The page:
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No Mow May

flowers in grass

By Clara Brown, Fort Snelling Visitor Services Specialist Individual Placement / AmeriCorps Member placed at Fort Snelling State Park, Minnesota Department of Natural Resources


purple flower in grass
Blue violets emerging from grass.

In spring, many pollinators, especially bees, start to come out of their winter slumbers and need to find flowers to provide food for themselves and their future young. For some of these pollinators that emerge in the early spring, like bumble bee queens and mining bees, this can be a real challenge, especially in our urban environments. A somewhat new movement called No Mow May is attempting to change this.

small white flowers
Wild Strawberry flowers at Fort Snelling State Park.

The goal of No Mow May is to encourage lawn owners to hold off on their outdoor spring cleaning a little longer and allow some spring flowers to bloom before they mow. According to the Xerces Society, “Lawns cover 40 million acres, or 2%, of land in the US.” While many lawns consist only of non-native grass, when left unmowed flowers such as dandelions, white clover, and creeping Charlie might start to emerge. While these flowers are not necessarily considered high quality food sources for pollinators, some food is better than no food!

If you want to go a step further in supporting spring pollinators, adding some native plants to your lawn and gardens can increase the amount and quality of food available. Many species of pollinators are specialists and only feed on a few types of flowers so when it comes to supporting native pollinator diversity, plant diversity is the name if the game. According to the University of Minnesota Bee Lab, to support spring pollinators you should “plant a wide variety of native spring blooming flowers, trees, and shrubs, like pussy willows, serviceberries, and bluebells. For blooms in your lawns after May, add self-heal, ground plum, lanceleaf tickweed, or calico American aster.” There are lots of resources out there to help you transform your lawn into a pollinator paradise. Check out information and how to guides from the Xerces Society, the Minnesota Bee Lab, and the Board of Water and Soil Resources Lawns to Legumes program to learn more (linked below)!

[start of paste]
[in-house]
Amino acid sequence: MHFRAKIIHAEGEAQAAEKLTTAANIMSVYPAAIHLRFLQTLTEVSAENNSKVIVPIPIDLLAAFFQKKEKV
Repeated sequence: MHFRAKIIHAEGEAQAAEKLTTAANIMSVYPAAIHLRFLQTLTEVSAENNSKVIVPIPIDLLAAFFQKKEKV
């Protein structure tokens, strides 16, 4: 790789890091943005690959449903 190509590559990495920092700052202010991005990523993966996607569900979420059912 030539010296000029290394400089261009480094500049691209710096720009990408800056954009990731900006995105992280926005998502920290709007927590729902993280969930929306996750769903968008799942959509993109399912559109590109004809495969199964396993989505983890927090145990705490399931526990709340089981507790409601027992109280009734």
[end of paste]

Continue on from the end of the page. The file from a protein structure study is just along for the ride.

yellow dandelion flower.Now you may be thinking to yourself, I love to mow my lawn, or my HOA will never let me do this! Don’t worry, you don’t have to take the term No Mow May literally to participate. Studies have found that leaving your lawn unmowed for an entire month might not actually be the best way to support flower growth. If you hold off a little and mow around every two or three weeks you can increase flower blooms and provide food for hungry bees. Additionally, if nonnative flowers like dandelions start popping up in your yard you can leave them be for a while so pollinators can gather their food but then mow them before they go to seed so that you don’t get an outbreak on your hands.

Pollinators are essential for all ecosystems, including urban ones. This year consider participating in No Mow May, planting native flowers, and exploring other ways to make your yard more pollinator friendly!

a bee on a purple flower
A bumblebee enjoying a clover flower during a bumblebee survey.
Charts promoting #NoMowMay
Infographics from the University of Minnesota Bee lab explaining No Mow May.